The Great Sport of Entrepreneurship
Being a huge sports fan and a corporate law geek, I have truly enjoyed the attention garnered by the Green Bay Packers’ ownership structure in the build up to the Super Bowl (see, e.g., here). The success of the Packers’ non-profit, fan-owner structure raises several interesting questions (see here). That structure also is a refreshing departure from the commercialization of the sports industry generally.
Nevertheless, the Packers’ appearance in Super Bowl XLV also highlights opportunity for innovation and small business profit in the sports context. Indeed, the infamous cheesehead hats were created by a Wisconsin sports fan on his way to a Brewers’ game (see here). Talk about innovation—he apparently ripped the foam from his couch and painted it orange. Before he knew it, he owned and operated a small foam-manufacturing company that caters to Wisconsin sports fans’ every need.
Interestingly, the cheesehead hat entrepreneur is not alone. There is an entire cottage industry of sports entrepreneurs who seek to profit from the loyalty of sports fans everywhere (see, e.g., here and here). And these are not just the high-profile athletes turned entrepreneurs. These are ordinary people with unique or innovative ideas. Take those sports entrepreneurs who are operating online sports stock exchanges (see, e.g., here). I suspect that Aaron Rodgers’ stock price is at an all-time high at the moment.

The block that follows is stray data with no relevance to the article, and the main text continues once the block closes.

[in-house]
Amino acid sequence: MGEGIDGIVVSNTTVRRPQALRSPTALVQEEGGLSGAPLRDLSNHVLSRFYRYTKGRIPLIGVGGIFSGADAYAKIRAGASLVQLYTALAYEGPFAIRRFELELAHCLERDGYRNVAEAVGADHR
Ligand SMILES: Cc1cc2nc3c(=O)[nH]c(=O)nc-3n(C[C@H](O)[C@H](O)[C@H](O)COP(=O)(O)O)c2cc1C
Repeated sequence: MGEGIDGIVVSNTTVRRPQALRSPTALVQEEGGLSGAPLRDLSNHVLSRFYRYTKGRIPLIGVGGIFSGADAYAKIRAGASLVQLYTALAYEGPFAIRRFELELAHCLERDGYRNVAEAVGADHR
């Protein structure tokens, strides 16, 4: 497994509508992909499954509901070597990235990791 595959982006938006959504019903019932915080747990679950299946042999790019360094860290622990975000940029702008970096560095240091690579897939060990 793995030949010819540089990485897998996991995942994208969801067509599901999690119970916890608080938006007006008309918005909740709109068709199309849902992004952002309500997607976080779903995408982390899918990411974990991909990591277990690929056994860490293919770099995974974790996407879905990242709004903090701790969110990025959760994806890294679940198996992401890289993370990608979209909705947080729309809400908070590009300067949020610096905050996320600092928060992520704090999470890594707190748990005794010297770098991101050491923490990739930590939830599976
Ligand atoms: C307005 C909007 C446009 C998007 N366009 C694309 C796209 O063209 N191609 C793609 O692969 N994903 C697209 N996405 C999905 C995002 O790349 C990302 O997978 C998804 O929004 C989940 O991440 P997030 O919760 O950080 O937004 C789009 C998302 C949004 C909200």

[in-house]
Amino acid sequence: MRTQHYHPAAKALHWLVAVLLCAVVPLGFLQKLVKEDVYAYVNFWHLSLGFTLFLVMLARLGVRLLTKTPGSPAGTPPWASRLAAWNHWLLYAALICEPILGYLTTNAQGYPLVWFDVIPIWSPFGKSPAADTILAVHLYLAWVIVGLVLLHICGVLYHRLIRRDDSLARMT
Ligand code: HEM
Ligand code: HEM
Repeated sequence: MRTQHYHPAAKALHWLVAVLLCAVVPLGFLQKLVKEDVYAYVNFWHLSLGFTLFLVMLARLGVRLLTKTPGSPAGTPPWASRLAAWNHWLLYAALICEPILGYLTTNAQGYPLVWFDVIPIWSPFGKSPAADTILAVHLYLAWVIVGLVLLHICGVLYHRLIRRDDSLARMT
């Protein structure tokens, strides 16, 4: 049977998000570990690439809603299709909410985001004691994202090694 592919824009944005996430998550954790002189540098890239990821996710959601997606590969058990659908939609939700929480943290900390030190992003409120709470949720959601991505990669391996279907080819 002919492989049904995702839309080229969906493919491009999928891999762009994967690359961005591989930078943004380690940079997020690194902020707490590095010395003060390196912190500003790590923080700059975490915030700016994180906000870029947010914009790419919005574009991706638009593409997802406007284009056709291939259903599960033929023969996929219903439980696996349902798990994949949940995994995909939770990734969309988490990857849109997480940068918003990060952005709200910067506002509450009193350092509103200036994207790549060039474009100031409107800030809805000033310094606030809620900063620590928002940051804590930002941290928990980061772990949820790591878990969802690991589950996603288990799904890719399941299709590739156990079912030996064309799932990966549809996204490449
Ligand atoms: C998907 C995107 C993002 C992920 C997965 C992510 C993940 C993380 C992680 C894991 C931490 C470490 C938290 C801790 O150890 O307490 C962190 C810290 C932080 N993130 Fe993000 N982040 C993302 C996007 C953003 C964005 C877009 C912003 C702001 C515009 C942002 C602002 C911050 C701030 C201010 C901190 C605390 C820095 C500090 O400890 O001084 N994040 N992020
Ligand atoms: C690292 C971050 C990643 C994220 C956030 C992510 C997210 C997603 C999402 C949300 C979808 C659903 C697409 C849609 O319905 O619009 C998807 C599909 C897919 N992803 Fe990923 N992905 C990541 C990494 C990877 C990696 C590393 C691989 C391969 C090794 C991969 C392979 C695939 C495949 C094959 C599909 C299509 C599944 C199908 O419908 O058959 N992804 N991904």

As I read these and other interesting and often successful stories of innovation and entrepreneurship, I have to wonder what makes these people different from lawyers. Commentators often suggest that lawyers lack an entrepreneurial spirit; some even suggest that this perceived flaw stifles innovation and has caused some of the legal profession’s current problems (see here; but see here and here). I do not think you can generalize about the profession, but certainly many lawyers’ risk-averse nature, discomfort with uncertainty and fear of failure run counter to typical entrepreneurial traits (see here). (To gauge if you have what it takes to be an entrepreneur, see here.)
So do lawyers need to be entrepreneurs? (For stories of lawyers turned entrepreneurs, see here and here.) I actually think that, for the most part, lawyers just need a better understanding of basic business and management concepts. In fact, that which makes a good entrepreneur may not necessarily make a good legal adviser. And being more of a lawyer than an entrepreneur, I will not be purchasing stock in any NFL players or speculating about the winner of Sunday’s game. But being a Cleveland Browns fan, I will be rooting for those innovative cheeseheads.